sample (or a subset of one year’s sample), and the procedures could be fully implemented—or revised, if necessary—for the following year’s sample. In some years, there will be some overlap in the reference period for the data collected by the three energy consumption surveys, which could also have some analytic advantages.

Although the transition to a new sample design and new data collection operations will involve some temporarily increased costs compared to the typical start-up costs associated with the current design of the survey, the expectation is that, at least for the most straightforward implementation of the rotating design (Option 1 described below), over time the costs would be at least comparable—and possibly lower than—the cost of conducting the survey once every four years. EIA could phase in the first subset of the sample gradually, for example, over the course of a two-year period, instead of aiming to complete a quarter of the interviews during the first year of the implementation.

An operational advantage is that the survey would not have to be resurrected every four years, and there may be some cost savings and data quality improvements associated with uninterrupted operations, since there would be more continuity in the activities performed by staff and, in particular, the field interviewers, who require extensive training. It is possible that the decrease in the number of interviews conducted each year might lead to a decrease in efficiency in terms of ability to provide interviewers with an optimal caseload in their respective geographic areas. However, as discussed later, the panel encourages EIA to explore the possibility of collecting some of the data by web, which would also contribute to a drop in the field interviewer workload and would likely necessitate the restructuring of interviewer assignments. This could be accomplished, for example, by crosstraining interviewers to perform additional tasks.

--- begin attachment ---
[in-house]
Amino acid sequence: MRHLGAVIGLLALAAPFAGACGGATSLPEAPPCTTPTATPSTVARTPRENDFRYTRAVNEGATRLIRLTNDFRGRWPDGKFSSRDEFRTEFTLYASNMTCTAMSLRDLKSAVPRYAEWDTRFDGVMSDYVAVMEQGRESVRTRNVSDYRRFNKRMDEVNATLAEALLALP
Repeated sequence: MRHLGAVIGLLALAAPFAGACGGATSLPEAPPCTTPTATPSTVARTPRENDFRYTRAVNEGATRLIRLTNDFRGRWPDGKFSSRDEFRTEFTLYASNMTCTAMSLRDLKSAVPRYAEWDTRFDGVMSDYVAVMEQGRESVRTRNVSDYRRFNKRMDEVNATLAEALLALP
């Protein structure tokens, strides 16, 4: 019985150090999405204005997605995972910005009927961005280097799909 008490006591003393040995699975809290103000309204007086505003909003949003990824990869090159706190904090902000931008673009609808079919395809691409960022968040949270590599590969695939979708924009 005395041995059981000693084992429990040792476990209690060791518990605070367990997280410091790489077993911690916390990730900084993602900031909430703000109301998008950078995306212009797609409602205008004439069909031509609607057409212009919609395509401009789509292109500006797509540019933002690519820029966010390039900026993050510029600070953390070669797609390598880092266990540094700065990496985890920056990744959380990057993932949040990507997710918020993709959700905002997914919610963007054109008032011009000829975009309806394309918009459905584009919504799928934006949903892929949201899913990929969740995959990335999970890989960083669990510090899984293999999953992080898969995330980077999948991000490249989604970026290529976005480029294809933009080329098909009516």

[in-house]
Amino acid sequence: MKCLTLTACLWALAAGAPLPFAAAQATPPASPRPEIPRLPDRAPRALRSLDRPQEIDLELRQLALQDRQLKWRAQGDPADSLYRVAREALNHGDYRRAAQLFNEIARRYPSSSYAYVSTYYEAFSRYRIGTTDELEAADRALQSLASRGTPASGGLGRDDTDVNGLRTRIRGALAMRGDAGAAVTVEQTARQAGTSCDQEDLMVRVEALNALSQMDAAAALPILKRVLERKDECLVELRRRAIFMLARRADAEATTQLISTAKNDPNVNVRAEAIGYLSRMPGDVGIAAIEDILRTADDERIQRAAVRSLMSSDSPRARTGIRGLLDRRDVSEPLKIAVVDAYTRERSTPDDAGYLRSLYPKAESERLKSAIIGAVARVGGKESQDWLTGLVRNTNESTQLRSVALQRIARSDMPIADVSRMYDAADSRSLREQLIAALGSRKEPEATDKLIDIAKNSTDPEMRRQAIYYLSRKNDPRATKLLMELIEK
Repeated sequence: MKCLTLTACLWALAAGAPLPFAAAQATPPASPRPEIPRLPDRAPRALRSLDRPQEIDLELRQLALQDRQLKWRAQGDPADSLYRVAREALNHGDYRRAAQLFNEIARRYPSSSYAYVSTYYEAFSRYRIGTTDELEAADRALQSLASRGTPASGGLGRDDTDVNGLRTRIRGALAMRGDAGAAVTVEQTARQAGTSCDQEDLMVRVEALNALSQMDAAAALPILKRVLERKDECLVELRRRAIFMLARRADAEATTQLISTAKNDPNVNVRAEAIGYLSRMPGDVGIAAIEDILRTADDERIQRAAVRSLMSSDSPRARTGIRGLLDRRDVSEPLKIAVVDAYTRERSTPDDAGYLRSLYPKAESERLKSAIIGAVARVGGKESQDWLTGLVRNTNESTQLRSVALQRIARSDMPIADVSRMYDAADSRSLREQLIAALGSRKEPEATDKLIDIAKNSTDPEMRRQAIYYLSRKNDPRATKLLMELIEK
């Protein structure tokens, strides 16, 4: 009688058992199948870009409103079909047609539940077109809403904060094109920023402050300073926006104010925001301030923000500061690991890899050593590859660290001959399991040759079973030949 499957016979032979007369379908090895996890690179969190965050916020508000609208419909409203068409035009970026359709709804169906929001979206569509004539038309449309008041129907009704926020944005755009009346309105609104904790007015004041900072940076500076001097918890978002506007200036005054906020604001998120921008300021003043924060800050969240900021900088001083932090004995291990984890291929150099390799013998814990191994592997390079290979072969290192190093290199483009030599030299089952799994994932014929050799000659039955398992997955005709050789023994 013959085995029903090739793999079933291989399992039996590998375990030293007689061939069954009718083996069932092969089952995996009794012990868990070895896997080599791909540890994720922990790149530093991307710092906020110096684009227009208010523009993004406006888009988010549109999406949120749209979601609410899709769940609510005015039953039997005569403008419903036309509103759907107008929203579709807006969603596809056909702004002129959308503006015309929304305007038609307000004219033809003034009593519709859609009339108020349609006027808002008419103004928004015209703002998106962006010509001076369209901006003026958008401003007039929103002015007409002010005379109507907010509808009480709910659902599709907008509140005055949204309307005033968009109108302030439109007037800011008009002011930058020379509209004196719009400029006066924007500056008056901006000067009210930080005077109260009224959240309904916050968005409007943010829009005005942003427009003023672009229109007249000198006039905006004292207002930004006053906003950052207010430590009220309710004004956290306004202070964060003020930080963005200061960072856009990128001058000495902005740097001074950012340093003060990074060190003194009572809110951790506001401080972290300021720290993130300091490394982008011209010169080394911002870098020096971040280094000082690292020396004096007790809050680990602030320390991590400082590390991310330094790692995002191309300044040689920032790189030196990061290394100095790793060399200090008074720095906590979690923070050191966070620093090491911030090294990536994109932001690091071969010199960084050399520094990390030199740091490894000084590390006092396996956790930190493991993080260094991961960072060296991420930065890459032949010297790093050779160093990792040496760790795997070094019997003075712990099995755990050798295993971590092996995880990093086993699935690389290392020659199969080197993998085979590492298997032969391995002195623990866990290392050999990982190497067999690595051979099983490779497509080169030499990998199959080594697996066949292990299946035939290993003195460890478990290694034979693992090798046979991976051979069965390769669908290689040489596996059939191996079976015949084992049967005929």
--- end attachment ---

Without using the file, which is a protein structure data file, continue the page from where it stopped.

The rotating design would also integrate well with a longitudinal approach, which would involve following a subset of the sample over time. This would improve estimates of change and would allow researchers to assess how changes in the economy or in incentive programs affect energy consumption patterns. EIA experimented with longitudinal data collection for the CBECS in the 1980s but found that inconsistencies in reporting and other sources of error were sometimes confounded with the actual changes of interest, which limited the usefulness of the longitudinal data (French, 2007). However, techniques for reducing inconsistencies and controlling for confounders in longitudinal studies have become more sophisticated



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